The time is drawing near. The highly anticipated release of the all new PCLOS is right around the corner. Tex and the gang are uploading a beta to mirrors for public testing, but this lucky gal has been running an early beta on my new laptop for a coupla weeks now. I know, I can feel it in my bones, that this release will cause quite a stir. PCLOS already has one of the most loyal fan-bases in the game, but this release will bring more users than ever. I even think some larger distros will be feeling a bit of dread as announcements go out. Not only is the all new PCLOS the most beautiful yet, but it is updated to include some of the latest and greatest software available - all on top of an all new modern code base. Development has been long and hard, but the results will soon be known far and wide. Here's a bit of a sneak peek for those interested.
There was a time, not that long ago, when you were lucky if you could get two years of shelf life out of a technology book. The irony of this lament hit me hard when I realized that only five months ago I was reviewing Red Hat Fedora 5 Unleashed. Just as Fedora Core 5 (a free, open-community, version of Red Hat) was a solid build and Fedora Core 6 enhances it, the Unleashed 5 book was a good one, and this book builds on that solid foundation.
If you’ve reached the point in your Linux career where you need to build a kernel or tweak the parameters of one you’re already running, Linux Kernel in a Nutshell, written by Greg Kroah-Hartman, a leading developer and maintainer of the Linux kernel, will show you the way.
Despite being a little late, here is the review of the latest version of SUSE by its community - namely, openSUSE 10.2. openSUSE 10.2 is the latest release of the community project, after the somewhat disappointing 10.1 release.
The latest release of Mandriva Linux brings some interesting things to the table. In this review I'll cover Mandriva Linux Discovery, a version of Mandriva Linux geared towards newcomers that might not have used Linux before. New in this release is a 3D desktop, 32- and 64-bit versions, the inclusion of Transgaming's Cedega, and LinDVD.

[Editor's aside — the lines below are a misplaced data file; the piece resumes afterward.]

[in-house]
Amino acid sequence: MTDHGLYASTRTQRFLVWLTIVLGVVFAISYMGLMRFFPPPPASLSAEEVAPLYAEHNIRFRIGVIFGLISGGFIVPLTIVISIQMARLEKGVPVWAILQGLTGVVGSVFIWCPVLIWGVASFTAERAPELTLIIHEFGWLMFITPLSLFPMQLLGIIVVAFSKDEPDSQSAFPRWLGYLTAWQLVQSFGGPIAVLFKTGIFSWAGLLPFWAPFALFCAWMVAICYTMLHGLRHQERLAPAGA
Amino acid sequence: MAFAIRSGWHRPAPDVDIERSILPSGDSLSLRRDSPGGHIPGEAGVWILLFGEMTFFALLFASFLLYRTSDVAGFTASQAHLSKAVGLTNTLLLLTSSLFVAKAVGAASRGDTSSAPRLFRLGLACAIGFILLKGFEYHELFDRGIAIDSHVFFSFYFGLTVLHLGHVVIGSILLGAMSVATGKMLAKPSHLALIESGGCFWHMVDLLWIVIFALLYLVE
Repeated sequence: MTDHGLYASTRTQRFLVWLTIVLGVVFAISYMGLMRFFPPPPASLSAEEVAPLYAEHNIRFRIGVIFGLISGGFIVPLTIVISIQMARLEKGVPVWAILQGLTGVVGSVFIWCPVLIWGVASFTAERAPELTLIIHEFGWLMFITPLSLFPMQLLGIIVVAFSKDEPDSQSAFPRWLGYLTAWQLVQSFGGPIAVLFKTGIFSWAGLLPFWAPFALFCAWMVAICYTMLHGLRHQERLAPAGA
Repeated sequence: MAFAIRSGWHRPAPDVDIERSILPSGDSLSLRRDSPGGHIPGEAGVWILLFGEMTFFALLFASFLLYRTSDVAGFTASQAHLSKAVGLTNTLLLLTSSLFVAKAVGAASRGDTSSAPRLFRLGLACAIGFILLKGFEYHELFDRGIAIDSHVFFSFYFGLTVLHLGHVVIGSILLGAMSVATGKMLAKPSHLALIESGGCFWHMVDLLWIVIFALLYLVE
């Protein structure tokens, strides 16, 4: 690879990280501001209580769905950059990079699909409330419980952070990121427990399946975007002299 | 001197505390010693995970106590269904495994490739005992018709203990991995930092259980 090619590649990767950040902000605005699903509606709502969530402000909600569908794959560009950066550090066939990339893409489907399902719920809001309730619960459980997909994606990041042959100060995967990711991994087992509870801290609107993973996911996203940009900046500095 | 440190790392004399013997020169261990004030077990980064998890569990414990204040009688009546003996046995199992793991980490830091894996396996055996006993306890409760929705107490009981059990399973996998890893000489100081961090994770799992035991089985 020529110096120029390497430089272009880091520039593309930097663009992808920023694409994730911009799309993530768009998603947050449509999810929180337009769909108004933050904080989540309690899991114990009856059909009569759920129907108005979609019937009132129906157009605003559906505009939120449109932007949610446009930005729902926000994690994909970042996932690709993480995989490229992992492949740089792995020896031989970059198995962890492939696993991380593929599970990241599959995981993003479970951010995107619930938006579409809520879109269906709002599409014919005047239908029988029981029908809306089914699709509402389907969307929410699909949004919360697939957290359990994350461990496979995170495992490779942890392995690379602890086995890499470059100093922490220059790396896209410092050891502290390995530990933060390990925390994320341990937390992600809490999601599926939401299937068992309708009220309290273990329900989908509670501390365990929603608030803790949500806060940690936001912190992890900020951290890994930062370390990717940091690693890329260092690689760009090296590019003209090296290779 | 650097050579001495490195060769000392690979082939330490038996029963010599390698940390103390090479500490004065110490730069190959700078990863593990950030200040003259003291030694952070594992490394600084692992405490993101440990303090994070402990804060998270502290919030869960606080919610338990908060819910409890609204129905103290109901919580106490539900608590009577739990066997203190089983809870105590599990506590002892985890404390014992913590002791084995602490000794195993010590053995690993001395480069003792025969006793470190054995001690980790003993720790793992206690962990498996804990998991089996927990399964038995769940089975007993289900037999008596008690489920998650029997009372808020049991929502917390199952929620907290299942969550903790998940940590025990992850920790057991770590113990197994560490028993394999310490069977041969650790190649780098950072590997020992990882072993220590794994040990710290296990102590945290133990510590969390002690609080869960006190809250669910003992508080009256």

I am now a couple of days later, with some more working experience in Pardus 2007. Using it "as a regular KDE user" was not a tremendous pain (remember, I am a GNOME user!), and the system had good performance and stability. Technically speaking, everything "just worked".
Also: Desktop Search: Why this is insane, actually
The book’s forward and first chapter both discuss this philosophical distribution. Details on installing and configuring Ubuntu begin in chapter 2. The Ubuntu developers have done an outstanding job at making Ubuntu as easy to install as any other distribution, despite its Debian ancestry.
NimbleX is a small slackware-based distribution that made its way onto DistroWatch's Waiting List last September. While many on the list seem to stop development and disappear off the net, it appears NimbleX is progressing onward. Their site has undergone a recent update as well as their distro. NimbleX 2007 was released on Christmas Day and I decided it sounded like an interesting project to test. In NimbleX I found a wonderful candidate for your small linux needs.
There are so many distros today, one really has a hard time determining which they should try and which should they just kind of ignore. Recently the Zenwalk community release version 4.2, which isn't much different from previous releases, but the first for me to try here at KnoLinux to review. Why have I stayed away?
Dreamlinux is an operating system that boots from a Live-CD with the option to install on a hard drive as well. Dreamlinux is not just another Live-CD based on Debian, it’s not another distro coming with XFCE 4.4. Dreamlinux 2.2 MME is a polished multimedia system from which Xubuntu developers could really learn a lot.